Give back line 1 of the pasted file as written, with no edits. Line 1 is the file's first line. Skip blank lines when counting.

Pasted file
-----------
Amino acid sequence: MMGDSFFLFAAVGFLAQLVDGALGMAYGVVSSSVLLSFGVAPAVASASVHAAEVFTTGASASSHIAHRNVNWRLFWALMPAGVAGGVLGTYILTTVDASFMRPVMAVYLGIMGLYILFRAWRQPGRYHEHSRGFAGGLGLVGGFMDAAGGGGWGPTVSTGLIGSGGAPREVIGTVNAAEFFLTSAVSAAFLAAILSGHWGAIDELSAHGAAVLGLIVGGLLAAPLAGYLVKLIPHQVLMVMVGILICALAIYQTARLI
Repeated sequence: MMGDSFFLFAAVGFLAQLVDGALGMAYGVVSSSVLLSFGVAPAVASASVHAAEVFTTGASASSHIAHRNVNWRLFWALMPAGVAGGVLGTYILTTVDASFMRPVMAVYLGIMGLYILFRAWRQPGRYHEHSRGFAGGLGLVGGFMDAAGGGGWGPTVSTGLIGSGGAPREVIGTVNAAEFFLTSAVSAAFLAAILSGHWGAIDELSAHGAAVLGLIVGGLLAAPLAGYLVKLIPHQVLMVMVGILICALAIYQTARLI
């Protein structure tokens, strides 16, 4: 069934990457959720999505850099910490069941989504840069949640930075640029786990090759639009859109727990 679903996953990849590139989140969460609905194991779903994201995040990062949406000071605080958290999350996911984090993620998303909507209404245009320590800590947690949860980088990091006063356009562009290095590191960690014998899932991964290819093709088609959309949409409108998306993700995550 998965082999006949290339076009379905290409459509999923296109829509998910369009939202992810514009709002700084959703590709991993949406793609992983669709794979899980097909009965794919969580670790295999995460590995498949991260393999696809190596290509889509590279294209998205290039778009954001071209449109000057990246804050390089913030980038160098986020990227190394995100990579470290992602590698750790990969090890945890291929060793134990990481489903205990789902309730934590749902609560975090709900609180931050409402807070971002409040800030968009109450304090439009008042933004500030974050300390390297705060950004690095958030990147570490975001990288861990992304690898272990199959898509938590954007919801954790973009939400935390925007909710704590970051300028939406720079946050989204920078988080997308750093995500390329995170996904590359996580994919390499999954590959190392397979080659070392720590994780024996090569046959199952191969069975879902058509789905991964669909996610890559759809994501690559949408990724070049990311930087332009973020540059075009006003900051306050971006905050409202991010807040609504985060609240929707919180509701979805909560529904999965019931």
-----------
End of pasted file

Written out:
Amino acid sequence: MMGDSFFLFAAVGFLAQLVDGALGMAYGVVSSSVLLSFGVAPAVASASVHAAEVFTTGASASSHIAHRNVNWRLFWALMPAGVAGGVLGTYILTTVDASFMRPVMAVYLGIMGLYILFRAWRQPGRYHEHSRGFAGGLGLVGGFMDAAGGGGWGPTVSTGLIGSGGAPREVIGTVNAAEFFLTSAVSAAFLAAILSGHWGAIDELSAHGAAVLGLIVGGLLAAPLAGYLVKLIPHQVLMVMVGILICALAIYQTARLI